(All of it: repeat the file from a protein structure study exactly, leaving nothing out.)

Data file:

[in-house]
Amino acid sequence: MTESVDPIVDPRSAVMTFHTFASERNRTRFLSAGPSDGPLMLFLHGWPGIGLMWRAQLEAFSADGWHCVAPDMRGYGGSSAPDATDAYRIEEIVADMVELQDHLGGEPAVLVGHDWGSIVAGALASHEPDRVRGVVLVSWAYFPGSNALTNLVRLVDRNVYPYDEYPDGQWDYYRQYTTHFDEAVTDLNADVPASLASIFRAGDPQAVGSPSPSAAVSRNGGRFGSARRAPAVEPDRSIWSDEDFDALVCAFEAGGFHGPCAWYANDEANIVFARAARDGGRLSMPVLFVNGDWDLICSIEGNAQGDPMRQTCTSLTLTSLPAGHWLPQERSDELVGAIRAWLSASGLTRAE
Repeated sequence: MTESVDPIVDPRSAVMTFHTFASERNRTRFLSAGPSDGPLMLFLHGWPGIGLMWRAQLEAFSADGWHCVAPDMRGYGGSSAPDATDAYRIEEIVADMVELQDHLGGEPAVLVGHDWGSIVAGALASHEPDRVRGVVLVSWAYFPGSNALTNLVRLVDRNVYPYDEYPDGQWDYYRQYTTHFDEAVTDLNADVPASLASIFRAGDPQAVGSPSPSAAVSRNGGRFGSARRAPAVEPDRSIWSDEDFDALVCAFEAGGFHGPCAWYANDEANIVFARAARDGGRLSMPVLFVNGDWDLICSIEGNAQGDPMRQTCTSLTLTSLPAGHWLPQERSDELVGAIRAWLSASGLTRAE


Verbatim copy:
[in-house]
Amino acid sequence: MTESVDPIVDPRSAVMTFHTFASERNRTRFLSAGPSDGPLMLFLHGWPGIGLMWRAQLEAFSADGWHCVAPDMRGYGGSSAPDATDAYRIEEIVADMVELQDHLGGEPAVLVGHDWGSIVAGALASHEPDRVRGVVLVSWAYFPGSNALTNLVRLVDRNVYPYDEYPDGQWDYYRQYTTHFDEAVTDLNADVPASLASIFRAGDPQAVGSPSPSAAVSRNGGRFGSARRAPAVEPDRSIWSDEDFDALVCAFEAGGFHGPCAWYANDEANIVFARAARDGGRLSMPVLFVNGDWDLICSIEGNAQGDPMRQTCTSLTLTSLPAGHWLPQERSDELVGAIRAWLSASGLTRAE
Repeated sequence: MTESVDPIVDPRSAVMTFHTFASERNRTRFLSAGPSDGPLMLFLHGWPGIGLMWRAQLEAFSADGWHCVAPDMRGYGGSSAPDATDAYRIEEIVADMVELQDHLGGEPAVLVGHDWGSIVAGALASHEPDRVRGVVLVSWAYFPGSNALTNLVRLVDRNVYPYDEYPDGQWDYYRQYTTHFDEAVTDLNADVPASLASIFRAGDPQAVGSPSPSAAVSRNGGRFGSARRAPAVEPDRSIWSDEDFDALVCAFEAGGFHGPCAWYANDEANIVFARAARDGGRLSMPVLFVNGDWDLICSIEGNAQGDPMRQTCTSLTLTSLPAGHWLPQERSDELVGAIRAWLSASGLTRAE